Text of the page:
Have Video Game Reviewers Completely Lost The Plot?
First of all, let me start by saying that yes, I have indeed noticed that I am writing this blog post on a website dedicated to reviewing video games and films, but that’s why I think it’s even more important to have this conversation.
As a critic, as well as someone who also breathes the entire industry and also loves to dish out the news I know to my friends and family, I’ve started hearing some people’s sentiments towards reviewers repeat themselves more and more.
“Yeah but you know reviewers, they’re all a bunch of depressed critics who get so many free games that they play everything out there…”
I bring into question reviews of the recently released Playstation 4 exclusive, The Order: 1886. While we reviewed it and had a pretty good time, it was pretty heavily panned across the board by critics, raking in a Metacritic score in the mid-60s. Publishers these days will set outright goals for developers to hit say… 80 or higher on Metacritic, or it’s tickets for the development team. While the reviews (and maybe more importantly, early reports that the game was apparently only 5 hours long) did seem to have an effect on pre-order cancellations and so on but in the end, The Order: 1886 still sold pretty damn well.
Just recently, I was chatting to some folks, telling them that I was actually having a pretty decent time with The Order but that the general review scores were coming in very low, and then there it was, those words again. I’m paraphrasing here, but it goes along the lines of “Yeah but you know reviewers, they’re all a bunch of depressed critics who get so many free games that they play everything out there and compare them to the giant pile of games they have to get through next and just want to get it over with so they can move onto the next. That’s just not how things are for everyone else”
That’s ludicrous, reviewers are professi- no… hang on, do they have a point? I believe that so many gamers out there, especially the ones that don’t keep up with gaming news and reviews every day/week don’t really put a lot of faith into reviewers anymore. Critics are being seen as completely different creatures. Being a critic as well as someone in the industry can indeed be odd at times, and yes sometimes you do have to run through games to get to the next, and yes sometimes you do feel the fatigue of having to play something for review rather than spend your own precious gaming time playing the games you want to play. You are doing all that you can to be a professional, but you are a gamer after all and most reviewers use their own free time to do their play-throughs.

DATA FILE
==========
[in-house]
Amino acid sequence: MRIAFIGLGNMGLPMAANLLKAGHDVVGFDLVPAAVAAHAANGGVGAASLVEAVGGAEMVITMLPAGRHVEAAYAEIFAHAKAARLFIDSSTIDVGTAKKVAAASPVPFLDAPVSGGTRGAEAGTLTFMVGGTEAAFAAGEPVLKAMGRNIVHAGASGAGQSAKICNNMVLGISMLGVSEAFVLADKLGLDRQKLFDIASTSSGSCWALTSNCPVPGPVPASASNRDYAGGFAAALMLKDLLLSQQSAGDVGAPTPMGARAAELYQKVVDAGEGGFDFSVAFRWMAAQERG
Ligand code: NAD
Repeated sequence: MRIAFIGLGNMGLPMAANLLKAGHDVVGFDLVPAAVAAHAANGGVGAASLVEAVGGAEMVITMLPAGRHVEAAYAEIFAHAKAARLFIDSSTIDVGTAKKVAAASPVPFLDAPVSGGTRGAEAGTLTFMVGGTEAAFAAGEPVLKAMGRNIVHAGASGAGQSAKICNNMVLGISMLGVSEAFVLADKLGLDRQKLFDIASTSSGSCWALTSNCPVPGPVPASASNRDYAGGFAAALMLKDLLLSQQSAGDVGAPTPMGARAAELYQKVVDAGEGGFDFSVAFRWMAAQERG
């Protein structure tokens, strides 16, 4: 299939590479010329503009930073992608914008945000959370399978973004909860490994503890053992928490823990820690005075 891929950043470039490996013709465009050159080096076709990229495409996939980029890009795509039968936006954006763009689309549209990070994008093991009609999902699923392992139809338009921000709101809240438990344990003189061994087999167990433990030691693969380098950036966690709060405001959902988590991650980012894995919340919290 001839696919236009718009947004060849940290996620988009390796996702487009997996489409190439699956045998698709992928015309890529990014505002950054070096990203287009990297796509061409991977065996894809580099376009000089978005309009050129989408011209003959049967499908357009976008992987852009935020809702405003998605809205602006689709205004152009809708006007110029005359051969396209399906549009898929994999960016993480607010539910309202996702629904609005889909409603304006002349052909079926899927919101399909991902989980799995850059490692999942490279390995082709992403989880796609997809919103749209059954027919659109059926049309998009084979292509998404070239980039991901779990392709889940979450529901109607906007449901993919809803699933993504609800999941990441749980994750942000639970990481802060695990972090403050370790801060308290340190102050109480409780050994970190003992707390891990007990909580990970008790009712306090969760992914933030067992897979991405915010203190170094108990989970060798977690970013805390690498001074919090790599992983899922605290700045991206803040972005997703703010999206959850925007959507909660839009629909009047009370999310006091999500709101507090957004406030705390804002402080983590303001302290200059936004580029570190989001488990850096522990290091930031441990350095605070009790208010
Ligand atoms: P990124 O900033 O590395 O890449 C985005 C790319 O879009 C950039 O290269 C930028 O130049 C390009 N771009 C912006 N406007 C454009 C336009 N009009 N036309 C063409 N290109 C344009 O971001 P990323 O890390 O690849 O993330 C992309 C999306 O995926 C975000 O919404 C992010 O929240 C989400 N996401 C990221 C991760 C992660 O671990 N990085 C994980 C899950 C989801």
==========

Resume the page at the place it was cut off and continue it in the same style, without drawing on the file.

Let’s not also forget that almost any old schmuck can start his own blog and review games on there, with no real level of professionalism and quality control required (*glares at self nobly in closest reflective surface. All those years of experience obviously shining through).
What’s worse is that while a whole bunch of the consumers out there are losing faith in the power of proper, trustworthy product reviews, the critics are spending their time huddled in their own circles discussing their own reviews like they are some sort of unappreciated art form that should or shouldn’t have a score at the bottom courageously backing up their thoughts with a solid number or undermining their beautifully crafted words.
Critics need to ask themselves a very important couple of questions that I believe aren’t being asked enough. Is my review relevant as an actual product review or buyer’s guide? Am I putting my own need to express myself above my duty to communicate myself well to my audience. Do I understand who my audience actually is, and do they understand me? If all of those are checked, then feel free to add that creative flair or trademark humour that everyone loves so much on your Twitter feed.
Critics need to ask themselves a very important couple of questions that I believe aren’t being asked enough.
If you can check all of those boxes, it doesn’t matter who uses scores and who doesn’t and how they implement them into their reviews, because it means that you have probably done a decent job at communicating an actual review over to a reader, and let’s be honest, many places defend or attack their score decisions based on if they think it drives more traffic and interaction, rather than if they are being true to legitimate gamers out there who want to know if something is actually worth buying. With that said, when your site gets millions and millions of hits a month, it’s a lot easier to think you’re being a hero who stands up for what’s right, because you won’t have to shut your site down next month if it all goes a bit wrong with your audience.
Have I got all the answers? Not by a mile. Have I crafted myself into the perfect reviewing machine by asking myself all of these questions? Hell no, but what I think we can all do as readers and as critics is to start demanding more of ourselves as actual critics and the reviews that we read as actual, helpful, product reviews. Remember that despite all the noise and all the conversations being had, they are not pieces of creative art or devices designed to create huge surges in traffic and reader comments, they are product reviews… and if they aren’t functioning as effective product reviews, we have all failed miserably at our jobs.
If you really need all that traffic, follow your review up with an article analysing all of the games artistic merits and design flaws and how you would have done things differently if it was you at the helm. Then use words like “5 reasons” and “doesn’t deserve a sequel” in the title. Everybody wins.